Objective: Prior research evaluated various effects of the 2004 black-box warning by the U.S. Food and Drug Administration (FDA) on the risk of suicidality among children associated with use of antidepressants, but the warning's effect on dosing of antidepressants has not been evaluated. This study estimated whether the initial antidepressant dose prescribed decreased and the proportion of patients who augmented the dose on the second fill increased following the 2004 warning and its 2007 expansion to young adults.
Methods: The study utilized the LifeLink Health Plan Claims Database. The study cohort consisted of commercially insured children (ages 5-17), young adults (18-24), and adults (25-64) who initiated a selective serotonin reuptake inhibitor (SSRI) (citalopram, fluoxetine, paroxetine, or sertraline) from January 1, 2000, to December 31, 2009. Dose per day was determined by days' supply, strength, and quantity dispensed. Initiation with a low dose and augmentation of >1 mg/day on the second prescription before and after the 2004 warning were considered.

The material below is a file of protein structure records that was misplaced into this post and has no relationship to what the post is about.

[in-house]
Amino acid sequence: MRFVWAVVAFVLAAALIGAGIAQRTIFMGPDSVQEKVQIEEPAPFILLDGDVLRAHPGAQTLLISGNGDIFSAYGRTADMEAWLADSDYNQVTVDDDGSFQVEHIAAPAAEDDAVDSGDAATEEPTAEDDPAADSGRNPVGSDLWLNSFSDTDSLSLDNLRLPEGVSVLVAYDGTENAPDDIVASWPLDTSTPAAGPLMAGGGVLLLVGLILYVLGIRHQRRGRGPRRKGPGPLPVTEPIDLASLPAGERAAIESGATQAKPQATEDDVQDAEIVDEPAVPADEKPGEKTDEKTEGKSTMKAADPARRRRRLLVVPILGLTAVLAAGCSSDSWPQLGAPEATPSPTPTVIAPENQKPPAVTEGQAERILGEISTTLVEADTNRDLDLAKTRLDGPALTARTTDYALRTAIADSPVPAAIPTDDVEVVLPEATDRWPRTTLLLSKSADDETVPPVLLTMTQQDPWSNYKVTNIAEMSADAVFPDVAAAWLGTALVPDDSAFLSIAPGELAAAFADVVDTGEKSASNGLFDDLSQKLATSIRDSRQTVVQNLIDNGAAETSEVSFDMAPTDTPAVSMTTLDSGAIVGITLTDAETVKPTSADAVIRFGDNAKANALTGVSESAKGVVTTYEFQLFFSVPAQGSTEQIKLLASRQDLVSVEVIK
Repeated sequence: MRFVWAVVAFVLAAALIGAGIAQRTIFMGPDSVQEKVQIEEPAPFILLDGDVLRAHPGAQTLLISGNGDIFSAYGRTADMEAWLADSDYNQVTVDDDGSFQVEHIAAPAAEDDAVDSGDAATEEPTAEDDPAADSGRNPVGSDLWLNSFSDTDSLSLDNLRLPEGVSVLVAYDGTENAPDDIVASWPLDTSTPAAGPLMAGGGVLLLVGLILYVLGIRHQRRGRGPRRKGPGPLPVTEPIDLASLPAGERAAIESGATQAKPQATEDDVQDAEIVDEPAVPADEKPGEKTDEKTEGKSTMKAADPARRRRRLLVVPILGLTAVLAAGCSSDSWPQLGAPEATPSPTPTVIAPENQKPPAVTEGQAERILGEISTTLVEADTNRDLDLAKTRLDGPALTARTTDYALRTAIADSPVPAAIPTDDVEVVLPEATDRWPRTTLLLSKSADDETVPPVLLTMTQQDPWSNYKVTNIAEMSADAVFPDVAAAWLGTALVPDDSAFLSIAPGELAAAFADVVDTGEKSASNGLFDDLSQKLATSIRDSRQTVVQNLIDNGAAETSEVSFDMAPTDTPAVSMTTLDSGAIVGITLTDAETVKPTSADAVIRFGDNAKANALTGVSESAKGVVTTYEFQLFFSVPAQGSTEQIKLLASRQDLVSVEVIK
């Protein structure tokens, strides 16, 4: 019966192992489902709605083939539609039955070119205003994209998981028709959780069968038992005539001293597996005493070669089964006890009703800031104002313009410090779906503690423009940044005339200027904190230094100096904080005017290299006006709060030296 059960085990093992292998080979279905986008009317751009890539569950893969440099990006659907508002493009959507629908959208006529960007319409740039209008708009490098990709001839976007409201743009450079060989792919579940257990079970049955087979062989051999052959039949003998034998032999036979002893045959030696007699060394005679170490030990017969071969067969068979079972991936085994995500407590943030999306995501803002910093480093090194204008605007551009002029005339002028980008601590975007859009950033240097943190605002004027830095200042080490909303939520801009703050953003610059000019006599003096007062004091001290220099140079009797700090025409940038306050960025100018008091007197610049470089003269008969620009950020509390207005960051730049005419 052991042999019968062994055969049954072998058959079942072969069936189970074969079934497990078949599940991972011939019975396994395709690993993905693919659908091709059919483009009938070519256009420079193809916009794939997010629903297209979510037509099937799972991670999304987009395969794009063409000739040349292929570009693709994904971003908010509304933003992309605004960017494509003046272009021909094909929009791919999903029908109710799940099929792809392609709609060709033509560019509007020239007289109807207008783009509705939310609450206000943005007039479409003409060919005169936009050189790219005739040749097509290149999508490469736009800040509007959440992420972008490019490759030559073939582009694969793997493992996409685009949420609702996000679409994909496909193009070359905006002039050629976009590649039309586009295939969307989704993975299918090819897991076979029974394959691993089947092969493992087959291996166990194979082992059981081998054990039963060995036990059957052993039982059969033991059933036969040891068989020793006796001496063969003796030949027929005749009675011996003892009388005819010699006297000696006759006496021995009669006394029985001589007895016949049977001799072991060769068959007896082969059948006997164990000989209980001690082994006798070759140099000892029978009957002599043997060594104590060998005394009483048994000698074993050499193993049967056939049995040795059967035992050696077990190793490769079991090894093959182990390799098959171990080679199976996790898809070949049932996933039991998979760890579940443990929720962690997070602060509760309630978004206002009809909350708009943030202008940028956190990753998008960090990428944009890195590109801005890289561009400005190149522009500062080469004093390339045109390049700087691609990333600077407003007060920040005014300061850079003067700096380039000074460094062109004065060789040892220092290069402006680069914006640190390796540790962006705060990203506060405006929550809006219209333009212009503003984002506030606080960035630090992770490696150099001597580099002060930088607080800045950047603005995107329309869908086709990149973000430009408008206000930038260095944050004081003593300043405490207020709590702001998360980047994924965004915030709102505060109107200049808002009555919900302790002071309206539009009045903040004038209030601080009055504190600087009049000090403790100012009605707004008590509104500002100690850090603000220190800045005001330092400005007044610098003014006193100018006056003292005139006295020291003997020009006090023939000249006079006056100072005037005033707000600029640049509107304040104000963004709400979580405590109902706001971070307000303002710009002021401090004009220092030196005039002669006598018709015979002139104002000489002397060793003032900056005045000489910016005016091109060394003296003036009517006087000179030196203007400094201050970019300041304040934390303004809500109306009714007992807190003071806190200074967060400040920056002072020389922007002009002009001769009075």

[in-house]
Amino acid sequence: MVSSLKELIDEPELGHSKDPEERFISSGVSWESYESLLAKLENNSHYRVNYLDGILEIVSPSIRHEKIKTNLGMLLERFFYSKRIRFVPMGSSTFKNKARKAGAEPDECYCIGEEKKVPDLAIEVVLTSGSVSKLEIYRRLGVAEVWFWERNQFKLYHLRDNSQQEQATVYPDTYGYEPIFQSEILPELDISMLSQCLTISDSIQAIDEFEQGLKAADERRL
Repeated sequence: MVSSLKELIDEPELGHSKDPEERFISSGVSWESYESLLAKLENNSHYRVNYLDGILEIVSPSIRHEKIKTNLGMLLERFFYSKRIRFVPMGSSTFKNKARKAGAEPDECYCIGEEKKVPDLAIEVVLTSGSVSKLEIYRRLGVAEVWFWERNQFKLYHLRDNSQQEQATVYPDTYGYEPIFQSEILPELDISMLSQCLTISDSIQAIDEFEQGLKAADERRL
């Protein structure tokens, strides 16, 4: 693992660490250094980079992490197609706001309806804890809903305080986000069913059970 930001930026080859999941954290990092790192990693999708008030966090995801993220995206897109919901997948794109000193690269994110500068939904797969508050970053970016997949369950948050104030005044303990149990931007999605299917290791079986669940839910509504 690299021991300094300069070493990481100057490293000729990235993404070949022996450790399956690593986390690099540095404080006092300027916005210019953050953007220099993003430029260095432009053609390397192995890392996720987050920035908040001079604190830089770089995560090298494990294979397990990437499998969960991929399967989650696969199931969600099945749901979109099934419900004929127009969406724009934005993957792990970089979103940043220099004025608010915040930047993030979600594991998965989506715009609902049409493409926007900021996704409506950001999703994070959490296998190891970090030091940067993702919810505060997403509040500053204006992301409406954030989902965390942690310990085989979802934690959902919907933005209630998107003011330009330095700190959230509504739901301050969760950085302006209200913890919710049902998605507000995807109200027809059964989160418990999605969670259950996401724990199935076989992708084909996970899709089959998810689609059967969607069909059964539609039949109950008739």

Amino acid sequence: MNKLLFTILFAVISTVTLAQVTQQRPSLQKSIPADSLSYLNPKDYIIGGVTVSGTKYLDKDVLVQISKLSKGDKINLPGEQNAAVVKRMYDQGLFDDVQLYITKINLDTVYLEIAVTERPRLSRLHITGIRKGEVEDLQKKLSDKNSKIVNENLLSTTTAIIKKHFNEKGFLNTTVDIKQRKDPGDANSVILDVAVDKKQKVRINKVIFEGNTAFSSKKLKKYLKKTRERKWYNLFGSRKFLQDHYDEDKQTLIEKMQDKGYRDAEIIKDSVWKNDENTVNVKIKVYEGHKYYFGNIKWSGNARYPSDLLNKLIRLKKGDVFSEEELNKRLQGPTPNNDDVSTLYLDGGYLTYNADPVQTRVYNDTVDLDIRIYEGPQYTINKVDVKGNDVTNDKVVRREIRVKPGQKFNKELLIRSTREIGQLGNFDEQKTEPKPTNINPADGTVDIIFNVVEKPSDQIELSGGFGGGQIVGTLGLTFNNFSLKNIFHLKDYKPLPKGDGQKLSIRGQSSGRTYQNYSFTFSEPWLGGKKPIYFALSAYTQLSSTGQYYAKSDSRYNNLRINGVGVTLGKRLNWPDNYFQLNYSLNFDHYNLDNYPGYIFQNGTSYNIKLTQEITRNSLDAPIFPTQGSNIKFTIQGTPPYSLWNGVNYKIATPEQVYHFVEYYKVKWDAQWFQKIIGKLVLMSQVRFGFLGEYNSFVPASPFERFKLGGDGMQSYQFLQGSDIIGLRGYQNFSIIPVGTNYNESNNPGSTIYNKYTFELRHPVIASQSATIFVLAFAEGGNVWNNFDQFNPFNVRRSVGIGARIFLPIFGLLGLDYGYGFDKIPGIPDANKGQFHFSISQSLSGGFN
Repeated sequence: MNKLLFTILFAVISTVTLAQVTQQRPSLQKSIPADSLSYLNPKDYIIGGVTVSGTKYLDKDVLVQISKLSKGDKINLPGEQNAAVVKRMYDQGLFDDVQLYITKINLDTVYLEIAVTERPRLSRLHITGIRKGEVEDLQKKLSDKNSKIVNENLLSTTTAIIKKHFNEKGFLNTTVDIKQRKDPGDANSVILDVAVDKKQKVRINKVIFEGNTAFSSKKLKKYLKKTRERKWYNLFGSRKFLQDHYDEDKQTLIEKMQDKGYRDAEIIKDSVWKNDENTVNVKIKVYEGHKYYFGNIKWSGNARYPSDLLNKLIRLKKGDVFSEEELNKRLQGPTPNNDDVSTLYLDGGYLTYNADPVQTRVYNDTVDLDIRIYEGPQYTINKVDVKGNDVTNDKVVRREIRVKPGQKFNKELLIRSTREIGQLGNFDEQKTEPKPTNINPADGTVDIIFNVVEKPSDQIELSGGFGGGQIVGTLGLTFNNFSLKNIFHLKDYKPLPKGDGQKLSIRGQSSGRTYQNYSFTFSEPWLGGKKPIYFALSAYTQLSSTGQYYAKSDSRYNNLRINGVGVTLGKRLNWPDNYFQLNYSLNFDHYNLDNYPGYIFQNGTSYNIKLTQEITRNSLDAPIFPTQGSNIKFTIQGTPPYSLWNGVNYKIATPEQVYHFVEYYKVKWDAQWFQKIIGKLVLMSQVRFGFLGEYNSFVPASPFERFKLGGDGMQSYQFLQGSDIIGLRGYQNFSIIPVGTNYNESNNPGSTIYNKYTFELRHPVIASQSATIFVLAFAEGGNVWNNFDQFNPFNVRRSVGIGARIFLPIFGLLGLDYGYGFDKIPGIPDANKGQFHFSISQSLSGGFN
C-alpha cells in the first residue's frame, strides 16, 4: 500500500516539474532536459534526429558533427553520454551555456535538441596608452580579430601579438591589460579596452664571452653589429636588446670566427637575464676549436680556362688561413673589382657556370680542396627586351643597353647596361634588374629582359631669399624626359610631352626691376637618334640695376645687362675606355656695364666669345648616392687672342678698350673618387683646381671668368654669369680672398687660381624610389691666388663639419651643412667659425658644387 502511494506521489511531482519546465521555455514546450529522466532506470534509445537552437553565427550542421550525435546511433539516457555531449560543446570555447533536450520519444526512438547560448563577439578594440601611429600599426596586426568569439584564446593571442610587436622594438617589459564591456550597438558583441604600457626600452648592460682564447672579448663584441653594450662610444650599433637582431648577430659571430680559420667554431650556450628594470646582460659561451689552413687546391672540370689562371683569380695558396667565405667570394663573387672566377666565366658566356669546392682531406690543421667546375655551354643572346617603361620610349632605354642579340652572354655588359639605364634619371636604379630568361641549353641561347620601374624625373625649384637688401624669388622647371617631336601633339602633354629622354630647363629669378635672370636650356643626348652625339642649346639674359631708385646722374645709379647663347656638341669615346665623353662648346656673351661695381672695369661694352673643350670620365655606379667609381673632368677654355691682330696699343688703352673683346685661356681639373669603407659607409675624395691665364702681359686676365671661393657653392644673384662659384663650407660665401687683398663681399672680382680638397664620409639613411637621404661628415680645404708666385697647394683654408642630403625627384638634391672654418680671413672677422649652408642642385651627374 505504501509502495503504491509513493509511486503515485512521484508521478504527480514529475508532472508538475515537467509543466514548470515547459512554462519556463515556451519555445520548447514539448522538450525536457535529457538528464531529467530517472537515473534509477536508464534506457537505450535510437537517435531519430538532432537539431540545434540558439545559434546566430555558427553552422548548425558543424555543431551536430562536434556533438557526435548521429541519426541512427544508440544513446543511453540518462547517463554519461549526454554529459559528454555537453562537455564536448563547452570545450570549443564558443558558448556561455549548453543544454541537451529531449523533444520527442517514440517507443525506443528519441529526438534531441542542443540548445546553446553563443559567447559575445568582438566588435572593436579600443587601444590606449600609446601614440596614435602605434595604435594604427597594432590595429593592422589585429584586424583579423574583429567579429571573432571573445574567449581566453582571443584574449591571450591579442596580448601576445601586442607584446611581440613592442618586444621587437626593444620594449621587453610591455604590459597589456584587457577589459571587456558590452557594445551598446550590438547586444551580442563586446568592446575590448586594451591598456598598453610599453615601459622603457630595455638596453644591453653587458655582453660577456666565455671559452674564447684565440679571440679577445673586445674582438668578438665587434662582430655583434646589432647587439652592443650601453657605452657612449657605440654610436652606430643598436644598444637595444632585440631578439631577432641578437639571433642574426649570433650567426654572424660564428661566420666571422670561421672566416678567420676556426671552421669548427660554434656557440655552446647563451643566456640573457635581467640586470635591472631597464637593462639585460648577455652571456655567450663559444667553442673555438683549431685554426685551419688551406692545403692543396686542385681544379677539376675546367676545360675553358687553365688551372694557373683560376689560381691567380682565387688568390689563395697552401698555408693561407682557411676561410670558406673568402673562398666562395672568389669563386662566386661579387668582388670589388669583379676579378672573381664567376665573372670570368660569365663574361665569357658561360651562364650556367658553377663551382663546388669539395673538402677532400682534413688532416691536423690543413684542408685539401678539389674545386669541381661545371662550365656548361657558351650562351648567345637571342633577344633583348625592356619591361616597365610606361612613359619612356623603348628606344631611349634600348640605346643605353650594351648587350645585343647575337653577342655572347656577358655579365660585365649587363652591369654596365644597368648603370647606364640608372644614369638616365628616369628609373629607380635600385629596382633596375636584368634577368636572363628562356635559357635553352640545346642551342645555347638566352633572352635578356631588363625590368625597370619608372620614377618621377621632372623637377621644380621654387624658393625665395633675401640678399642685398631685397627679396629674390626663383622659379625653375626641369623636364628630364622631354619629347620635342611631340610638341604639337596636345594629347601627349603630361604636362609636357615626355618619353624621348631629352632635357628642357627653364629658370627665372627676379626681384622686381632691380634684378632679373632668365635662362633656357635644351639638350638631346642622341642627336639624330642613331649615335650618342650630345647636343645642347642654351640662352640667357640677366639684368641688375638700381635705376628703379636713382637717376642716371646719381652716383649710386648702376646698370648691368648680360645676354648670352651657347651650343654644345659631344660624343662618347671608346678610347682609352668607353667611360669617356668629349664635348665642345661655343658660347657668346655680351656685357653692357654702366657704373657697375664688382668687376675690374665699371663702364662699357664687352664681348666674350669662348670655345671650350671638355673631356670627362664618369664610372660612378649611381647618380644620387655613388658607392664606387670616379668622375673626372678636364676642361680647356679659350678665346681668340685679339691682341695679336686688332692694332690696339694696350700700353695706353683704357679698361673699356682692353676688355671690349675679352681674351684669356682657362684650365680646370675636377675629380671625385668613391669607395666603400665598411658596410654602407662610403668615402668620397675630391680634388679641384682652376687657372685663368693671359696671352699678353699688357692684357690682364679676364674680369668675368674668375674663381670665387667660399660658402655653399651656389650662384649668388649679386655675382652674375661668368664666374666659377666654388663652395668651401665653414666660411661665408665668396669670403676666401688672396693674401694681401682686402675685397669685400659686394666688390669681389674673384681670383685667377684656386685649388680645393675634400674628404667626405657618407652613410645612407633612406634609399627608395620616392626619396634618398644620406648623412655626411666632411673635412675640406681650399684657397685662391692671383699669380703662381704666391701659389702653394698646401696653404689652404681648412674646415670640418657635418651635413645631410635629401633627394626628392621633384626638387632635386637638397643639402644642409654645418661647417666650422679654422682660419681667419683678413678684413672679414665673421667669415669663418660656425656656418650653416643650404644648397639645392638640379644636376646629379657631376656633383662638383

Results: Of 51,948 children who initiated an SSRI, 15% initiated with a low dose before the 2004 warning compared with 31% after the warning; there was a smaller change among young adults (6 percentage points) and adults (3 percentage points). The overall increase in dose augmentations among children and young adults was driven by the increase in patients initiating with a low dose.
Conclusions: The proportion of commercially insured children initiating an SSRI with a low dose was higher after the 2004 FDA warning on the risk of suicidality among children, suggesting improved prescribing practices surrounding SSRI dosing among children.